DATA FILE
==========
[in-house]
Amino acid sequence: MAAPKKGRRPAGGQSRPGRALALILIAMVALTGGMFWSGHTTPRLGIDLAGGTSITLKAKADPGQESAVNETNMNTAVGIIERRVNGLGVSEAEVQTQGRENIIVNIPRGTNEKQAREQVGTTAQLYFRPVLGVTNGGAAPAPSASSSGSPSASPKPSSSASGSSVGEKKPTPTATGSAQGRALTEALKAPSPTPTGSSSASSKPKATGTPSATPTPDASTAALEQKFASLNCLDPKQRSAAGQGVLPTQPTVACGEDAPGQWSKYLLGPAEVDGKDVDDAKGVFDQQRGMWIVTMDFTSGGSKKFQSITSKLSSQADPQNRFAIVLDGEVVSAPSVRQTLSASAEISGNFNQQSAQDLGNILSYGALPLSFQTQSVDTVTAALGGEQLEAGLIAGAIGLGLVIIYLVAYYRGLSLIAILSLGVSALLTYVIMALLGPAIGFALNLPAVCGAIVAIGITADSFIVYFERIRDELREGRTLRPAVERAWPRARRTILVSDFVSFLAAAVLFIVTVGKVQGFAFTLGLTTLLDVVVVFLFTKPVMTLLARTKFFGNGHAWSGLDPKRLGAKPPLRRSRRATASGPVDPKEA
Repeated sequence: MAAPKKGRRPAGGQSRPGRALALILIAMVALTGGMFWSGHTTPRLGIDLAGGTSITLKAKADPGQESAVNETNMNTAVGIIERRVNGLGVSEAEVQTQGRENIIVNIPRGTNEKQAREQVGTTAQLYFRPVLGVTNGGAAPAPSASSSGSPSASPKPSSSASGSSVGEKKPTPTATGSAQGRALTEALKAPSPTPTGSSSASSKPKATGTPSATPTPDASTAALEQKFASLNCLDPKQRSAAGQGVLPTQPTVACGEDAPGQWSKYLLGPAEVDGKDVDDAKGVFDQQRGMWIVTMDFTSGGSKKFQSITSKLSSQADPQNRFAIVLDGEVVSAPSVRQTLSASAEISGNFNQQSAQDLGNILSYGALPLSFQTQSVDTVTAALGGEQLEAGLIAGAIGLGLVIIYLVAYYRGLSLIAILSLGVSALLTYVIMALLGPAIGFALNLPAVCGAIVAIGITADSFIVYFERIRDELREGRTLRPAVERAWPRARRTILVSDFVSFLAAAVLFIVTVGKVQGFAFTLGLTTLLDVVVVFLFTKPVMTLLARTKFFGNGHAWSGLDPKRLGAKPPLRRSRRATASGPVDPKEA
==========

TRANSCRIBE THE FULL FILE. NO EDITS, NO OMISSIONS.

[in-house]
Amino acid sequence: MAAPKKGRRPAGGQSRPGRALALILIAMVALTGGMFWSGHTTPRLGIDLAGGTSITLKAKADPGQESAVNETNMNTAVGIIERRVNGLGVSEAEVQTQGRENIIVNIPRGTNEKQAREQVGTTAQLYFRPVLGVTNGGAAPAPSASSSGSPSASPKPSSSASGSSVGEKKPTPTATGSAQGRALTEALKAPSPTPTGSSSASSKPKATGTPSATPTPDASTAALEQKFASLNCLDPKQRSAAGQGVLPTQPTVACGEDAPGQWSKYLLGPAEVDGKDVDDAKGVFDQQRGMWIVTMDFTSGGSKKFQSITSKLSSQADPQNRFAIVLDGEVVSAPSVRQTLSASAEISGNFNQQSAQDLGNILSYGALPLSFQTQSVDTVTAALGGEQLEAGLIAGAIGLGLVIIYLVAYYRGLSLIAILSLGVSALLTYVIMALLGPAIGFALNLPAVCGAIVAIGITADSFIVYFERIRDELREGRTLRPAVERAWPRARRTILVSDFVSFLAAAVLFIVTVGKVQGFAFTLGLTTLLDVVVVFLFTKPVMTLLARTKFFGNGHAWSGLDPKRLGAKPPLRRSRRATASGPVDPKEA
Repeated sequence: MAAPKKGRRPAGGQSRPGRALALILIAMVALTGGMFWSGHTTPRLGIDLAGGTSITLKAKADPGQESAVNETNMNTAVGIIERRVNGLGVSEAEVQTQGRENIIVNIPRGTNEKQAREQVGTTAQLYFRPVLGVTNGGAAPAPSASSSGSPSASPKPSSSASGSSVGEKKPTPTATGSAQGRALTEALKAPSPTPTGSSSASSKPKATGTPSATPTPDASTAALEQKFASLNCLDPKQRSAAGQGVLPTQPTVACGEDAPGQWSKYLLGPAEVDGKDVDDAKGVFDQQRGMWIVTMDFTSGGSKKFQSITSKLSSQADPQNRFAIVLDGEVVSAPSVRQTLSASAEISGNFNQQSAQDLGNILSYGALPLSFQTQSVDTVTAALGGEQLEAGLIAGAIGLGLVIIYLVAYYRGLSLIAILSLGVSALLTYVIMALLGPAIGFALNLPAVCGAIVAIGITADSFIVYFERIRDELREGRTLRPAVERAWPRARRTILVSDFVSFLAAAVLFIVTVGKVQGFAFTLGLTTLLDVVVVFLFTKPVMTLLARTKFFGNGHAWSGLDPKRLGAKPPLRRSRRATASGPVDPKEA